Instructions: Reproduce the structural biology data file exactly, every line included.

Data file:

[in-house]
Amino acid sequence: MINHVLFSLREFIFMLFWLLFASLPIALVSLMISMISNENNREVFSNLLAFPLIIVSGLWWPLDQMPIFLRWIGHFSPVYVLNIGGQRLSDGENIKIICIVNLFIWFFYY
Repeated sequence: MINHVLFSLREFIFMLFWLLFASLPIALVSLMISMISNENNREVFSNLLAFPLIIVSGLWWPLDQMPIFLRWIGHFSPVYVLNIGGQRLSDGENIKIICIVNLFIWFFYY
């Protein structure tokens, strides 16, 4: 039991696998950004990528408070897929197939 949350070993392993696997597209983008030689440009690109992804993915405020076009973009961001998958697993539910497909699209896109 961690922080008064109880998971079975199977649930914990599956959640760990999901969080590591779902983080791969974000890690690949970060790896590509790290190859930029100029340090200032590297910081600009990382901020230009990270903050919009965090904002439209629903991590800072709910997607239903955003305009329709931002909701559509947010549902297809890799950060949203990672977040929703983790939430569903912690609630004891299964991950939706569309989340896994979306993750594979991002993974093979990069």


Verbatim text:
[in-house]
Amino acid sequence: MINHVLFSLREFIFMLFWLLFASLPIALVSLMISMISNENNREVFSNLLAFPLIIVSGLWWPLDQMPIFLRWIGHFSPVYVLNIGGQRLSDGENIKIICIVNLFIWFFYY
Repeated sequence: MINHVLFSLREFIFMLFWLLFASLPIALVSLMISMISNENNREVFSNLLAFPLIIVSGLWWPLDQMPIFLRWIGHFSPVYVLNIGGQRLSDGENIKIICIVNLFIWFFYY
């Protein structure tokens, strides 16, 4: 039991696998950004990528408070897929197939 949350070993392993696997597209983008030689440009690109992804993915405020076009973009961001998958697993539910497909699209896109 961690922080008064109880998971079975199977649930914990599956959640760990999901969080590591779902983080791969974000890690690949970060790896590509790290190859930029100029340090200032590297910081600009990382901020230009990270903050919009965090904002439209629903991590800072709910997607239903955003305009329709931002909701559509947010549902297809890799950060949203990672977040929703983790939430569903912690609630004891299964991950939706569309989340896994979306993750594979991002993974093979990069």